Using these iconic figures to traverse and explain the human experience then, directs the viewer towards what they should believe rather than give them the opportunity to create — and explore — their own journey. And art is a very personal thing. Every single person is going to see and understand a piece of art in his or her own way because art is about filling in the blanks with your own personal interpretations. Putting loaded icons where the blanks should go robs the viewer of the process of discovery. And process, discovery, and interpretation are 90% of the fun — and impact — of art.
And that’s the sticky widget that butts up alongside the intention in works that live and die on the backs of the references within them: people must "get" the exact and/or intended interpretation out of the work. Artists that work in this way are forcing you to interpret as the artist and/or popular culture has already done for you, rather than leaving one up to their own devices and contexts. Context may no longer inform the viewer, because the icons overshadow and are then put in the driver's seat, taking control when perhaps they should not.
There's a balance that must be met, and when context is overshadowed, it loses its meaning and ability to function. It is muted. And if goal is — as it seems in the instance of Tropico — to tell or interpret a story or idea in a certain way in order to achieve some sort of universality, the art in question can only have the intended affect on those who agree, who share the same exact mindset. Which means it doesn’t change anything at all. Certainly not a person's point of view.
And isn't a change in vantage art's greatest gift?
Because these icons, these revered beings and things, are diametrically opposed to being interpreted in any other way than how the viewer wants to see them or how they've been defined. For someone like Marilyn Monroe it’s sexpot, cautionary tale, and fashion icon — a representation of materialism. For John Wayne, it’s cowboy, a rugged definition of masculinity from a bygone era. And then of course there’s Jesus, who is a savior to so many. Representations set in stone.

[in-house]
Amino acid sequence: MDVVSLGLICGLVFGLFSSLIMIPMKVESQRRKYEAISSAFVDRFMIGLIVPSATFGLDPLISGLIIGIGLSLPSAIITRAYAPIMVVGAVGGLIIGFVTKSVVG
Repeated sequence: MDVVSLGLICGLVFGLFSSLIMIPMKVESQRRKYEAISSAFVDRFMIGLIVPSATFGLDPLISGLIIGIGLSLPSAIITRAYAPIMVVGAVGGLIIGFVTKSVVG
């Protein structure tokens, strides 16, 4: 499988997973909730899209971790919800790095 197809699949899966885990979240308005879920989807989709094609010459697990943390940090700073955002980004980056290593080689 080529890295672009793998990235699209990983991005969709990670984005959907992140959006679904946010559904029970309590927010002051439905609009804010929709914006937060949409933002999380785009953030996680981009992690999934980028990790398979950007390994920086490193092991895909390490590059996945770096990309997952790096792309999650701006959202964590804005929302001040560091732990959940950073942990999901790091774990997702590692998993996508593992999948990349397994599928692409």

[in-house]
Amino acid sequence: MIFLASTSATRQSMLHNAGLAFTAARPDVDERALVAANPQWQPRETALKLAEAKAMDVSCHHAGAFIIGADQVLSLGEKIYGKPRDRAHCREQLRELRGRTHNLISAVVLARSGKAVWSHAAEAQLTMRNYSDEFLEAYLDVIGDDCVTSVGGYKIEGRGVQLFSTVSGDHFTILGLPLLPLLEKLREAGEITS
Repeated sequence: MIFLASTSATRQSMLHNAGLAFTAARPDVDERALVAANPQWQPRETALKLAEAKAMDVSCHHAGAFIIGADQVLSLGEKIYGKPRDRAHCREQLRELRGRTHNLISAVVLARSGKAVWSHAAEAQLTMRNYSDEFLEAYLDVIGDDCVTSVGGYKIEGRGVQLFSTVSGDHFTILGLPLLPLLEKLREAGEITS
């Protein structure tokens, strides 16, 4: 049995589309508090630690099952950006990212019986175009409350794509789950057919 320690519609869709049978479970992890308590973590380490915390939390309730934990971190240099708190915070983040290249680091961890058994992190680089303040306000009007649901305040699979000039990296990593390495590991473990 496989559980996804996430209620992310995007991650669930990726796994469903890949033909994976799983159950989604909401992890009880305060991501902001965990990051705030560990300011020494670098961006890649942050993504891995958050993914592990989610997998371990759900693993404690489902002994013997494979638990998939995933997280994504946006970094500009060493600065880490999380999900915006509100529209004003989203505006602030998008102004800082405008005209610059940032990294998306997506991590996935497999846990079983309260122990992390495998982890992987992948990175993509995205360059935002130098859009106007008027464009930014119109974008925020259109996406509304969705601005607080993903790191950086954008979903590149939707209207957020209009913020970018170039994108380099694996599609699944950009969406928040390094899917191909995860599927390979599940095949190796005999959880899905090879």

Which is probably also where the basis for criticism lobbed against the genre arises: calling it unfocused, overwrought, and pretentious. And the artist’s defense? In this case (as, I feel is the case for Gaga, especially her video for "Applause") as well as many others, it's, “Oh, do you get what I’m doing? Here are 567 more references you should already know to help you get it. And if you don’t get it well then you’re not who I’m speaking to.” It doesn’t allow for discovery, just the rehashing of old, tired ideas and themes, speaking what is known to those who already know it. And when your only desire is to reflect into a reflection, all you get is the same image repeated.
Which isn’t to say that reflection isn’t important — it’s pivotal to the evolution of society. In times of tumult and evolving horizons such as now, it can be important to look back from whence we came and understand the bridges that connect us, no matter how seemingly superficial they might be. There's a lot to be said for how and what rises to the top of pop culture when considered in context to the machinations of the world around it.
But it’s also a time that begs for newness, for originality. And at its core, though attempting to extrapolate the new through the lens of the old, art such as Tropico contradicts itself: it cannot be new, even if you slap some new paint on it and call it something fancy. A circle will always be a circle, folks.
And you have to get off the wheel and take a chance on something completely new and different in order to better understand the circumstances that surround us. At least sometimes. And I sort of believe that time is now. I think that’s the issue many like myself take with artists like Del Rey and Gaga (especially in her ARTPOP iteration): if ever there’s been a time for art to give us something completely new, something so off-the-rails and maybe a little bit strange-in-a-refreshing way that it scares and confounds, it’s now. Be ahead of your time, not a product of your time. Instead all I see is is the same damn wheel.
Images: Lana Del Rey/VEVO